B. Are there any unusual details? Un-named characters? ‘Pointless’ description? Meanings of names of characters? What does a literal meaning of natural metaphors imply?
Sea and storms are often metaphors for chaos, evil, or separation from God.
C. What is the center of gravity of the text? Where was the author heading? What question did the author intend to answer? What is the emotional center of the text? What music would it call for?
- Center of Gravity: Even when we do not notice Jesus with us in life’s storms, he is Lord of all.
- Emotional Center: In the midst of a storm, seeing God is difficult.
- Music: “Precious Lord, Take My Hand”
D. Look for conflict: stated or implied.
- At sea, a storm involves everyone, yet Jesus was not involved in the ordinary way, bailing or rowing. What are our expectations on how Jesus should and will become involved in our lives?
F. How will this text be heard by individuals in the congregation, including the preacher?
- “Jesus, we don’t need you to stop the storm, just wave and show us you’re part of the solution.”
IV. What do the commentaries have to say about the text?
Pheme Perkins (The New Interpreter’s Bible, “The Gospel of Mark,” Abingdon, 1995) notes that like Jonah, Jesus is accused of not caring if the crew perishes. She also notes that Matthew’s version more closely follows pattern of the ancient sea rescue myth.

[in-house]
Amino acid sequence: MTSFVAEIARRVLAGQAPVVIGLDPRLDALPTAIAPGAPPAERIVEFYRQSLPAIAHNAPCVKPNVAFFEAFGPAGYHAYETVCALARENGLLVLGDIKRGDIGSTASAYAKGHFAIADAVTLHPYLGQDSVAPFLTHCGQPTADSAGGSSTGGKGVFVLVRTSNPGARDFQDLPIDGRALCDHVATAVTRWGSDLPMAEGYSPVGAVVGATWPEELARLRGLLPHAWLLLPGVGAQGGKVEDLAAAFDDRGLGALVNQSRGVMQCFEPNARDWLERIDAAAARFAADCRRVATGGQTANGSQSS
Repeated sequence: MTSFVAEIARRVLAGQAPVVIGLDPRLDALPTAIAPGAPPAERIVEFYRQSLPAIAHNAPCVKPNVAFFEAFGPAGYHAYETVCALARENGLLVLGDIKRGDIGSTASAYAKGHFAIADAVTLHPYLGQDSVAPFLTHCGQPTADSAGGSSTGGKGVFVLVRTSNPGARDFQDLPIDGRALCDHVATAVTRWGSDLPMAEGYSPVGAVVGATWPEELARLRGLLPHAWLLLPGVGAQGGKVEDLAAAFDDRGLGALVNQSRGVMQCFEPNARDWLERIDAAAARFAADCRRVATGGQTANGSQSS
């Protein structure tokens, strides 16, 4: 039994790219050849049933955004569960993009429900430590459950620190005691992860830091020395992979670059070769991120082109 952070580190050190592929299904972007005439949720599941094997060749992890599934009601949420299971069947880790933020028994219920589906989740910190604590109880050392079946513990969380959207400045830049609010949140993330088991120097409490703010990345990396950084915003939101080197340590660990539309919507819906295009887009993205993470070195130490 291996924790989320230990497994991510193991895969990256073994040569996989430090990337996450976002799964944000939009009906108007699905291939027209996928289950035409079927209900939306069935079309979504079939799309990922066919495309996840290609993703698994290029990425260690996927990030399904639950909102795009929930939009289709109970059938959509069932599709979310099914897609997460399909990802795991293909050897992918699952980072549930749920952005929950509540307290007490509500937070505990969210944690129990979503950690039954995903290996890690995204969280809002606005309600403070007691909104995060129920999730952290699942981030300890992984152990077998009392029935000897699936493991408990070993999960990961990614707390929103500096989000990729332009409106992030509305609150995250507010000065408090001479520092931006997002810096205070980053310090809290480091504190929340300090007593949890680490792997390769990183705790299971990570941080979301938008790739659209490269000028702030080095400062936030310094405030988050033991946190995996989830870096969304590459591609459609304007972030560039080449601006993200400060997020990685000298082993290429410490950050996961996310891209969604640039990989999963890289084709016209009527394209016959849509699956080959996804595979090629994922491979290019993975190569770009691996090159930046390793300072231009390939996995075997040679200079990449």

Ralph Martin (Knox Preaching Guides: Mark, JKP, 1981.) interprets Jesus sleeping as indicating “perfect trust in the sustaining and protecting care of God.” He notes the parallel with the exorcism of the demoniac in chapter 5. He cites Tertullian’s use of this episode as a parable: “The ‘little ship’ of the church is often rocked in the storm and nearly swamped until the Lord of history comes to his persecuted people, as in Mark’s church, and rebukes the oppressor.”
Lamar Williamson, Jr. (Interpretation: Mark. JKP, 1983.) laments that the familiar translation of verse 40 (“Why are you afraid? Have you no faith?”) lacks contemporary force equivalent to the Greek. [He might like Peterson: “Why are you such cowards? Don’t you have any faith at all?”]
James H. Price (“Jesus’ Authority,” The Presbyterian Outlook. Feb. 17, 2003.) notes “the mighty deeds or miracles of Jesus are signs of God’s mastery over the demonic powers that degrade and control life. … in the first century no rigid distinction was made between ‘natural’ and ‘supernatural.’ ” For discussion he asks: “What are some of the powers that control and subjugate men and women today?”
V. With respect to the hearers (including the preacher), What does this text want to say and do?
Those times when my sermons were best received,
when parishioners came up and said: “I felt you were preaching directly to me,”
were those times when I was preaching to myself. — Rabbi Chet Diamond
A. What is the theological meaning of the verses?
Even when we do not notice Jesus with us in life’s storms, he is Lord of all.
B. Focus Statement: Central, controlling, unifying theme.
We innocently go out onto the sea with Jesus and he awes us, calming the storms that would drown us.
C. Function Statement: What change in the hearer?
To appreciate the terror of inviting Jesus to response within our lives.